The diabetic wound healing impairment represents a major clinical problem, resulting in prolonged hospitalizations and significant healthcare expenditures. Two-thirds of non- traumatic amputations are preceded by a diabetic wound. The impaired healing of diabetic wounds has been shown to be multifactorial, however, increasing evidence suggests that persistent inflammation contributes to the pathogenesis of diabetic wounds through persistent activation of inflammatory pathways and increased oxidative stress. We have shown that diabetic wounds have increased expression of the proinflammatory cytokines IL-6 and IL-8, and decreased expression of the anti-inflammatory microRNA-146a, which inhibits NFkB activation and downstream IL-6 and IL-8 gene expression. In normal wound healing, macrophages are initially polarized to the proinflammatory M1 phenotype and then transition to the M2 phenotype, which is associated with resolution of inflammation and wound closure. Chronic inflammation and the associated ROS promote persistent proinflammatory M1 macrophage polarization and a failure to transition to the M2 phenotype, which has been implicated in the development of chronic diabetic wounds. We have designed novel cerium oxide nanoparticles (CNPs) that possess ROS scavenging properties and have conjugated them with a miR-146a mimetic, to synergistically target both proinflammatory signaling and ROS. In compelling preliminary data, we have found that one-time treatment of murine diabetic wounds with our novel miR-146a conjugated CNPs (CNP-miR146a) can improve diabetic wound healing, similar to that of non-diabetic wounds at 7 days, and this is associated with decreased inflammation and decreased expression of NOX2. In additional preliminary data, we have shown that CNP-miR146a can also improve wound healing in a streptozotocin porcine diabetes model. The objective of this work is to determine the mechanisms by which CNP-miR146a corrects the diabetic wound healing impairment, and validate this correction and toxicity in a preclinical porcine model. We hypothesize that CNP-miR146a will reduce inflammation and oxidative stress, thus driving macrophage transition from a proinflammatory (M1) to an anti-inflammatory (M2) phenotype and allow for resolution of the chronic inflammatory response and result in enhanced healing.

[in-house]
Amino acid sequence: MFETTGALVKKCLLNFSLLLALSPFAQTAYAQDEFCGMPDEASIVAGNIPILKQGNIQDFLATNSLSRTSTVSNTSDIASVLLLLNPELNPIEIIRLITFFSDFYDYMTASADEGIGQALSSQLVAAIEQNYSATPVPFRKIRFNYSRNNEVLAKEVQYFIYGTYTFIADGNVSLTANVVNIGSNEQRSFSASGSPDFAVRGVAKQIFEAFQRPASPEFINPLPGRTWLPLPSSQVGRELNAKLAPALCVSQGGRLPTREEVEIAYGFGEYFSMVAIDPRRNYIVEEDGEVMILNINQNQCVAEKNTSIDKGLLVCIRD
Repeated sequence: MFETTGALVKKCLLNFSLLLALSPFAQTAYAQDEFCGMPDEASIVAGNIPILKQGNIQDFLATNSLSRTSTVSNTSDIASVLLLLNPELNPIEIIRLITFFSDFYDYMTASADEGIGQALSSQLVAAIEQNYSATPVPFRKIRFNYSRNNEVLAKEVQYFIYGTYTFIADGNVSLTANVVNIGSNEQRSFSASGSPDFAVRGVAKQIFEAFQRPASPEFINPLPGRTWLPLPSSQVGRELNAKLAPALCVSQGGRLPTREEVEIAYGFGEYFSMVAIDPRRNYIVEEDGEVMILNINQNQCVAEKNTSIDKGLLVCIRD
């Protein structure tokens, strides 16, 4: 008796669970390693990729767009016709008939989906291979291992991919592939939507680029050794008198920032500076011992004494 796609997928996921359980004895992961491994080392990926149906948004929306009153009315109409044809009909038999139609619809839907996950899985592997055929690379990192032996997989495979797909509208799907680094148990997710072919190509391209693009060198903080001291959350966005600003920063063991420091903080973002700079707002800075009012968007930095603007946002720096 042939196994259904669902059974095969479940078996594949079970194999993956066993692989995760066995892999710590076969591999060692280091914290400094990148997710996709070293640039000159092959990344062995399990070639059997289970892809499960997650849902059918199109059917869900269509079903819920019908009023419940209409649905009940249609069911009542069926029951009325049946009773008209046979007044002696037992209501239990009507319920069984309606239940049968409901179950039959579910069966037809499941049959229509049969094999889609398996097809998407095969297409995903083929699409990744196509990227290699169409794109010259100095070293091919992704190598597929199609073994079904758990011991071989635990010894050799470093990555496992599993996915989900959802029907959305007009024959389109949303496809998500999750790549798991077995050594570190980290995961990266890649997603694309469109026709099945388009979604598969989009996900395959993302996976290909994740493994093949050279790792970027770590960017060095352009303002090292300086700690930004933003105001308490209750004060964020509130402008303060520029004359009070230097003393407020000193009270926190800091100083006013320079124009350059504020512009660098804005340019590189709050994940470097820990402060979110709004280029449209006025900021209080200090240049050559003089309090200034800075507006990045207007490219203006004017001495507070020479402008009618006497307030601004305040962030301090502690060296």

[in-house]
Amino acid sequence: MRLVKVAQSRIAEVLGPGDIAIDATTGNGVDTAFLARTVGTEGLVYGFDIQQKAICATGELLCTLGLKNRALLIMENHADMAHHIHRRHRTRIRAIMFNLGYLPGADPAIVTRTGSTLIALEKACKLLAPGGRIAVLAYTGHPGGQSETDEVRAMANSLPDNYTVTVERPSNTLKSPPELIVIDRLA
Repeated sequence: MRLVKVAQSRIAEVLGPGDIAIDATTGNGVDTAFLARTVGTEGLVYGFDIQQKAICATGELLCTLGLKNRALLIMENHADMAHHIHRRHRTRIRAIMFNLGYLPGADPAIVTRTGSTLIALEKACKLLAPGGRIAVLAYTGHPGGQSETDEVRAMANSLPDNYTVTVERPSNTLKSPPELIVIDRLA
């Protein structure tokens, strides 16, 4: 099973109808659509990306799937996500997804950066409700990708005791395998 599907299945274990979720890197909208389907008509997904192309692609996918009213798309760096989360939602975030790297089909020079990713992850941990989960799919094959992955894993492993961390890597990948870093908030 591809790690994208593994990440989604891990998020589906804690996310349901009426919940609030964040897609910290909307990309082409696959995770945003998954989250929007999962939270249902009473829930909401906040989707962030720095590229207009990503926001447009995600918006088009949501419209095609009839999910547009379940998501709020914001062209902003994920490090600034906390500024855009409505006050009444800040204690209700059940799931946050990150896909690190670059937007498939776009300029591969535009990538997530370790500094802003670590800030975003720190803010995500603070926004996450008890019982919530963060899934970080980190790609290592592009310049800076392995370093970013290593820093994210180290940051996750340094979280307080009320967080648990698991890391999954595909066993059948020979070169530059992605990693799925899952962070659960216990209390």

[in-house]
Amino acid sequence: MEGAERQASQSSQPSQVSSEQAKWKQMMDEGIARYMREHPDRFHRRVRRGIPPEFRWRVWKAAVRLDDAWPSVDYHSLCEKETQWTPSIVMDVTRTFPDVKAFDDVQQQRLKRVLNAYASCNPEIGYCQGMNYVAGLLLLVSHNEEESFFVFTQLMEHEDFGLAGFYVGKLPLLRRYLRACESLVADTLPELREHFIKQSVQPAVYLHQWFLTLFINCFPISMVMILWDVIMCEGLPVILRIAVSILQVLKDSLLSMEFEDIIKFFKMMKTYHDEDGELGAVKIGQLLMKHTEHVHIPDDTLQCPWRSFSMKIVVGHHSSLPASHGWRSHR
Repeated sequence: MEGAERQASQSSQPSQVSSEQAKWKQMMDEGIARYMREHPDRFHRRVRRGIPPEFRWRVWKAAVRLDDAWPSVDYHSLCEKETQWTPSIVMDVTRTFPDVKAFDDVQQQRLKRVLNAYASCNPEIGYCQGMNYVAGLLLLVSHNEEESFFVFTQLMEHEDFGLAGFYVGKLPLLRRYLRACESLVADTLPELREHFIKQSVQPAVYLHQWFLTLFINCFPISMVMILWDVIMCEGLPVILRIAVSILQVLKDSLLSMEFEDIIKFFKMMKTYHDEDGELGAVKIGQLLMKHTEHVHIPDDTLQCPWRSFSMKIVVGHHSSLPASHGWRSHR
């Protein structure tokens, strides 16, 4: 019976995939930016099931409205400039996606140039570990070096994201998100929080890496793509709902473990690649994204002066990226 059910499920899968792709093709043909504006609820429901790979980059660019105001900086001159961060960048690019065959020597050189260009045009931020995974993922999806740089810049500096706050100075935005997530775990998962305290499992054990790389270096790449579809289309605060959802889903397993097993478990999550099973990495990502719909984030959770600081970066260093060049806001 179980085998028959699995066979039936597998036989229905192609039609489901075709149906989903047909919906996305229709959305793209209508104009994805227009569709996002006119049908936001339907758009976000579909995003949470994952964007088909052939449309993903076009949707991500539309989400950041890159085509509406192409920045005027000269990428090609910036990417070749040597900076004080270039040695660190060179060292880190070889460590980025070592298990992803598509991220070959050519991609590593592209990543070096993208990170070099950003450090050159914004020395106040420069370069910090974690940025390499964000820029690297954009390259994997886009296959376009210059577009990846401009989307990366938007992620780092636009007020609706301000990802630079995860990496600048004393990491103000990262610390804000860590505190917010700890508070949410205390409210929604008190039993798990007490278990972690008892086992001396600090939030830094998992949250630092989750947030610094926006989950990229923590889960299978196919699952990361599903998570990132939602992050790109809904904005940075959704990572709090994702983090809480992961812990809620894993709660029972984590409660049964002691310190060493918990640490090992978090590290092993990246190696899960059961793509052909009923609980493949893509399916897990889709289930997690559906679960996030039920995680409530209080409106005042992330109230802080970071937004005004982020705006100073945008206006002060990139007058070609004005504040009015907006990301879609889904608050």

Specific aim 1 : To test whether CNP-miR146a corrects the diabetic wound healing impairment by decreasing inflammation and oxidative stress.
Specific aim 2 : To test whether decreased inflammation and oxidative stress with CNP-miR146a treatment improves healing by decreased proinflammatory (M1) and increased anti- inflammatory/resolving (M2) macrophage polarization.
Specific aim 3 : To validate that microRNA-146a conjugated CNPs correct the diabetic wound healing impairment and is non-toxic in a preclinical porcine model.
Chronic inflammation, increased oxidative stress, and a failure to transition from a proinflammatory to anti- inflammatory macrophage phenotype have been implicated as major components of the pathogenesis of the diabetic wound healing impairment. We have developed a novel strategy and data to support targeting inflammation and oxidative stress using an ROS scavenging cerium nanoparticle conjugated to the anti- inflammatory microRNA-146a to decrease oxidative stress and promote a transition from a proinflammatory to an anti-inflammatory macrophage phenotype to improve healing. Our overall goal is to determine the mechanisms of this correction, including the effect on inflammation, oxidative stress, and macrophage phenotype, and validate this correction and examine toxicity and pharmacokinetics in a preclinical porcine model of diabetes.